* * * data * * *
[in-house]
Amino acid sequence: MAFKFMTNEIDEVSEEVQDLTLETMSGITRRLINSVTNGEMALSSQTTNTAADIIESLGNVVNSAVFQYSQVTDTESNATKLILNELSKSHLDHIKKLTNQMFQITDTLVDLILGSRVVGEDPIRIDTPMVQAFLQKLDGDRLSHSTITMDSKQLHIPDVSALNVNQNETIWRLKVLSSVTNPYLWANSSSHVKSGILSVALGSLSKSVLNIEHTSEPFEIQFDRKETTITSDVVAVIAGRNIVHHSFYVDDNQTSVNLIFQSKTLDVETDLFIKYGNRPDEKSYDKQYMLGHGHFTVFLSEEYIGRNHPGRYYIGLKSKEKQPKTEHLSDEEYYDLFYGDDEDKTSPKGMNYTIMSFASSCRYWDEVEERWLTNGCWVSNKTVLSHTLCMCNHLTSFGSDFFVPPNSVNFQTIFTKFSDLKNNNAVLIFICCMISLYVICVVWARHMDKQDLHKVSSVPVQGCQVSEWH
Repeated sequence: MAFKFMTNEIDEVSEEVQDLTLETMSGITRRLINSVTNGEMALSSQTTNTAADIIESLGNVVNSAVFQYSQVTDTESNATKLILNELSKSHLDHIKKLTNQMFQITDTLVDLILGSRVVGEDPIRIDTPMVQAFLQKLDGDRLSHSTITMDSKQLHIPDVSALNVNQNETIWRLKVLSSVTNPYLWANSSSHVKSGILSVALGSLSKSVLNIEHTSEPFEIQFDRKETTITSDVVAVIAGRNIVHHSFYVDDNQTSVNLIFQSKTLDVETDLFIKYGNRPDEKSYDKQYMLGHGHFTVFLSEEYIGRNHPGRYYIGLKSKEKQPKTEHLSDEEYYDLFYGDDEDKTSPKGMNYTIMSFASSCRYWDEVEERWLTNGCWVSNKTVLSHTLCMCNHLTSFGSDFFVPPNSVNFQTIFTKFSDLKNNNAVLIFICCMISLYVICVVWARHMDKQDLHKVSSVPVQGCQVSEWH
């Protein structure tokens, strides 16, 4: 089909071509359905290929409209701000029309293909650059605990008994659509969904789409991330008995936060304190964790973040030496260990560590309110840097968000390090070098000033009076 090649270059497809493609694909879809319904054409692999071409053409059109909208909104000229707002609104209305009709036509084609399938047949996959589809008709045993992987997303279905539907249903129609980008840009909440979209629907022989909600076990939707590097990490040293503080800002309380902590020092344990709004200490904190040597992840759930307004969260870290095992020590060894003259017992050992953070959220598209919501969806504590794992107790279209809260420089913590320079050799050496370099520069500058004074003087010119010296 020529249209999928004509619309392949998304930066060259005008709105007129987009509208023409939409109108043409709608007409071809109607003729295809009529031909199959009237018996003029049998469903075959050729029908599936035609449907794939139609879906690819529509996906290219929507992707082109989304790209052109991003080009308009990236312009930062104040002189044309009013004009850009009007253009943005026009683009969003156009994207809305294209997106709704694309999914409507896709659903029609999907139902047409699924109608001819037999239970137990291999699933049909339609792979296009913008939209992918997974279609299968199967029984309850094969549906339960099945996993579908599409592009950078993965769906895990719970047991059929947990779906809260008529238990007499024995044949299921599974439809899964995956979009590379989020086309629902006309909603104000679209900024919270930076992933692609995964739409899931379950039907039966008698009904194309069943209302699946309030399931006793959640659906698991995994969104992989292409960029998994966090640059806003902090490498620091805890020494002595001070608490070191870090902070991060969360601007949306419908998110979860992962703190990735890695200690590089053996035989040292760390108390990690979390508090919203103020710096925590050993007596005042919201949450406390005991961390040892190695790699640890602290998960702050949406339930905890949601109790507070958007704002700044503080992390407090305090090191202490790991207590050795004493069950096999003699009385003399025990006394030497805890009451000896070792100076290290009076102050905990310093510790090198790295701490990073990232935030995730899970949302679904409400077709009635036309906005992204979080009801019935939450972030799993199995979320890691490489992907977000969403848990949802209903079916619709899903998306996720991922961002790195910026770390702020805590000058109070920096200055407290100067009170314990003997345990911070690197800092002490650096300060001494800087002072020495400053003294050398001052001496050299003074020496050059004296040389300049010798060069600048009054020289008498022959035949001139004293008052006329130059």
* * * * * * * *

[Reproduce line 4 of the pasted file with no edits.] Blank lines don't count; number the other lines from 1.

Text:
């Protein structure tokens, strides 16, 4: 089909071509359905290929409209701000029309293909650059605990008994659509969904789409991330008995936060304190964790973040030496260990560590309110840097968000390090070098000033009076 090649270059497809493609694909879809319904054409692999071409053409059109909208909104000229707002609104209305009709036509084609399938047949996959589809008709045993992987997303279905539907249903129609980008840009909440979209629907022989909600076990939707590097990490040293503080800002309380902590020092344990709004200490904190040597992840759930307004969260870290095992020590060894003259017992050992953070959220598209919501969806504590794992107790279209809260420089913590320079050799050496370099520069500058004074003087010119010296 020529249209999928004509619309392949998304930066060259005008709105007129987009509208023409939409109108043409709608007409071809109607003729295809009529031909199959009237018996003029049998469903075959050729029908599936035609449907794939139609879906690819529509996906290219929507992707082109989304790209052109991003080009308009990236312009930062104040002189044309009013004009850009009007253009943005026009683009969003156009994207809305294209997106709704694309999914409507896709659903029609999907139902047409699924109608001819037999239970137990291999699933049909339609792979296009913008939209992918997974279609299968199967029984309850094969549906339960099945996993579908599409592009950078993965769906895990719970047991059929947990779906809260008529238990007499024995044949299921599974439809899964995956979009590379989020086309629902006309909603104000679209900024919270930076992933692609995964739409899931379950039907039966008698009904194309069943209302699946309030399931006793959640659906698991995994969104992989292409960029998994966090640059806003902090490498620091805890020494002595001070608490070191870090902070991060969360601007949306419908998110979860992962703190990735890695200690590089053996035989040292760390108390990690979390508090919203103020710096925590050993007596005042919201949450406390005991961390040892190695790699640890602290998960702050949406339930905890949601109790507070958007704002700044503080992390407090305090090191202490790991207590050795004493069950096999003699009385003399025990006394030497805890009451000896070792100076290290009076102050905990310093510790090198790295701490990073990232935030995730899970949302679904409400077709009635036309906005992204979080009801019935939450972030799993199995979320890691490489992907977000969403848990949802209903079916619709899903998306996720991922961002790195910026770390702020805590000058109070920096200055407290100067009170314990003997345990911070690197800092002490650096300060001494800087002072020495400053003294050398001052001496050299003074020496050059004296040389300049010798060069600048009054020289008498022959035949001139004293008052006329130059």